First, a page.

By the time the album is in the final stretch with songs like "The Mortal Soil," our hero gets warned of the dangerous territory and his fate as he is approaching the peak, but that won’t stop him. "Siberian Divide" is where this album metaphorically peaks, our hero almost reaching the top, but failing as he starves to death underneath an avalanche. "Pendulous Skin" takes us out of the physical body of our hero as he ascends into the afterlife, which is what was meant to happen all along. No man is ready to conquer the Blood Mountain. After this album ends, and you look back on the trials and tribulations of our unnamed hero, it feels like the kind of folk tale that you can project your own meaning onto. Whatever your Blood Mountain is, even if you don’t succeed in making it to the peak, there is still a lot that went into the journey. All that you learned about yourself on this journey wasn’t necessary for getting to the peak of Blood Mountain, but they are things you now have for your journey into your next life which you are now ready to conquer.
-         Max Kaufman

Monday, January 14, 2019

I’d Love To Turn You On At The Movies #209 - In A Lonely Place (1950, dir. Nicholas Ray)

In 1950, Humphrey Bogart was one of the top-grossing film stars in the country and had just established his own Santana Productions film company to create interesting work outside the rigid Hollywood studio system (though still relying on studios for distribution) after being known the industry as a somewhat willful star to work with. At the same time, director Nicholas Ray had made three moderately successful films (one of them via Santana Productions) and his star was rising; his biggest success, Rebel Without A Cause, still lay years ahead of him. Ray was in a tempestuous marriage with actress Gloria Grahame, also an up-and-comer with several supporting roles to her credit, but her only starring role to date had come a couple years earlier in the film noir Crossfire. These three strong artistic personalities found themselves together to create the best film Santana Productions made - and also one of the best works any of the three produced in their careers - the noir-ish drama In A Lonely Place, adapted from the Dorothy B. Hughes novel of the same name.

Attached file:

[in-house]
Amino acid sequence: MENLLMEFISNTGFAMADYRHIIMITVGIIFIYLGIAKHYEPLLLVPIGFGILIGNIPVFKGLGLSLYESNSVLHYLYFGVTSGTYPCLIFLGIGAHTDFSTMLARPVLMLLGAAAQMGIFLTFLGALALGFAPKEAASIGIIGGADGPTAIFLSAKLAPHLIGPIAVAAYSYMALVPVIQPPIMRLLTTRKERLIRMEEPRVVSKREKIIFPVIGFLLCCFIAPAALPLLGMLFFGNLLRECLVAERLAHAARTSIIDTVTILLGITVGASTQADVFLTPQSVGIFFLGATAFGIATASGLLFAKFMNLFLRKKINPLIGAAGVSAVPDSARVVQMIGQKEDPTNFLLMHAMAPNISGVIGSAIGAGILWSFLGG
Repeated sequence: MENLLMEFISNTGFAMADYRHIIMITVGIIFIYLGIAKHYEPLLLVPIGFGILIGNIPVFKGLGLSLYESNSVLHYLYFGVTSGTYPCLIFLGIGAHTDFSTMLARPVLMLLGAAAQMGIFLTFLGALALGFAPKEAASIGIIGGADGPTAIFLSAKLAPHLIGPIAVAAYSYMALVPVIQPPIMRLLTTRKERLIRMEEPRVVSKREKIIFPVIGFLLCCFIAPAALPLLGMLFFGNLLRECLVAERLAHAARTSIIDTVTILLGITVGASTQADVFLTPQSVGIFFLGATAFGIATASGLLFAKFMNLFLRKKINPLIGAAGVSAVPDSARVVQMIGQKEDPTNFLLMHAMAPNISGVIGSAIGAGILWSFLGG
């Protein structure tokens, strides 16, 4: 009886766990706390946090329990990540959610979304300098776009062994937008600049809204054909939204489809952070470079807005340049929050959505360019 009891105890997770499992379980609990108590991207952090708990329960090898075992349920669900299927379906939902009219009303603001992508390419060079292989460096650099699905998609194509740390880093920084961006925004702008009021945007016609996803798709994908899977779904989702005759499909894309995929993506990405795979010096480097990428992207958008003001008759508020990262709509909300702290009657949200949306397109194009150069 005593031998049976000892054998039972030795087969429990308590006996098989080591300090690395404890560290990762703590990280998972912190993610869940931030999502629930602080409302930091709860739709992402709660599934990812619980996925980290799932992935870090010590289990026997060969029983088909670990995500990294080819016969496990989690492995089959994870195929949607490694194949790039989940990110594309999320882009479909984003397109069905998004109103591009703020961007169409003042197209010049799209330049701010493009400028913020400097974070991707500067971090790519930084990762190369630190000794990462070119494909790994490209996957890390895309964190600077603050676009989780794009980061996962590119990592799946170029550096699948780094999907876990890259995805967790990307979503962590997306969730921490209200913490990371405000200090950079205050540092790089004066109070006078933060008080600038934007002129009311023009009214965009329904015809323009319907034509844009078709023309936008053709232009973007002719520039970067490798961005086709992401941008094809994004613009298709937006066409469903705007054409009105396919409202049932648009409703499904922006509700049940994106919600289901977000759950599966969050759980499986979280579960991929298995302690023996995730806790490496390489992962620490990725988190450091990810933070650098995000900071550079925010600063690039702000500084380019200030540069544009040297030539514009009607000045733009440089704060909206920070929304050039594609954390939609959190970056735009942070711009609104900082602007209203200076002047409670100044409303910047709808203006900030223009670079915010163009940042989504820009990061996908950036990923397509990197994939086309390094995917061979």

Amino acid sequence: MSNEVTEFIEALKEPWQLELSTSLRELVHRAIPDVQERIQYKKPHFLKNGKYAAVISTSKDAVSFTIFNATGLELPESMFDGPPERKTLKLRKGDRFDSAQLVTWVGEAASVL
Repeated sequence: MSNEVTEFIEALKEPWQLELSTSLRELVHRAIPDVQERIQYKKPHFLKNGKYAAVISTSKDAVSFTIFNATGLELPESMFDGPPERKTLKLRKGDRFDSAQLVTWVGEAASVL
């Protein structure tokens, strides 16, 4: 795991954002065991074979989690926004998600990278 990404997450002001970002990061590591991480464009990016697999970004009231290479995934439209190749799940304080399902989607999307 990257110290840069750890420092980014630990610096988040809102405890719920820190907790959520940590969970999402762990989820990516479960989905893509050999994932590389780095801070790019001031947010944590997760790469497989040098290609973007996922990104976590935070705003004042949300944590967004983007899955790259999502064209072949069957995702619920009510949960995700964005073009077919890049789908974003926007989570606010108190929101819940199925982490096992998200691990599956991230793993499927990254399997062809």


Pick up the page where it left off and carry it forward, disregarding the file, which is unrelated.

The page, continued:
Bogart stars in one of his all-time best performances as Dixon Steele, a screenwriter who hasn’t had a hit since “before the War,” whose violent temper we see erupt three separate times in only the first six minutes of the film, and whose penchant for drinking doesn’t help matters. Gloria Grahame plays Laurel Gray, a neighbor in the same apartment complex who’s seen Steele (usually called “Dix” in the film) around and when he’s accused of murdering a young woman who left his apartment after going there to help him work on a script - a story the police hardly believe - she provides his alibi, though official suspicion is still aimed squarely at him. As Laurel and Dix get to know each other, romance blossoms and his writer’s block begins to lift, but as Laurel learns more about his explosive temperament, she (and the audience) begins to wonder if she did the right thing in helping him - and if perhaps her own life might be in danger. Nicholas Ray, who advocated for his wife to play the role after both Lauren Bacall and Ginger Rogers proved unavailable, has an unerring eye and ear for the tone of the film, which starts out like a whodunit and then quickly loses interest in the murder mystery as the principles fall for each other and the film instead drifts into the turbulent waters of their relationship (though the murder always lurks in the background). There’s never been a more threatening ‘love scene’ than when Dix is making breakfast for the increasingly suspicious Laurel, with the dialogue standard romantic fare but the body language and the absolutely perfect tone of Grahame’s delivery reading as pure terror.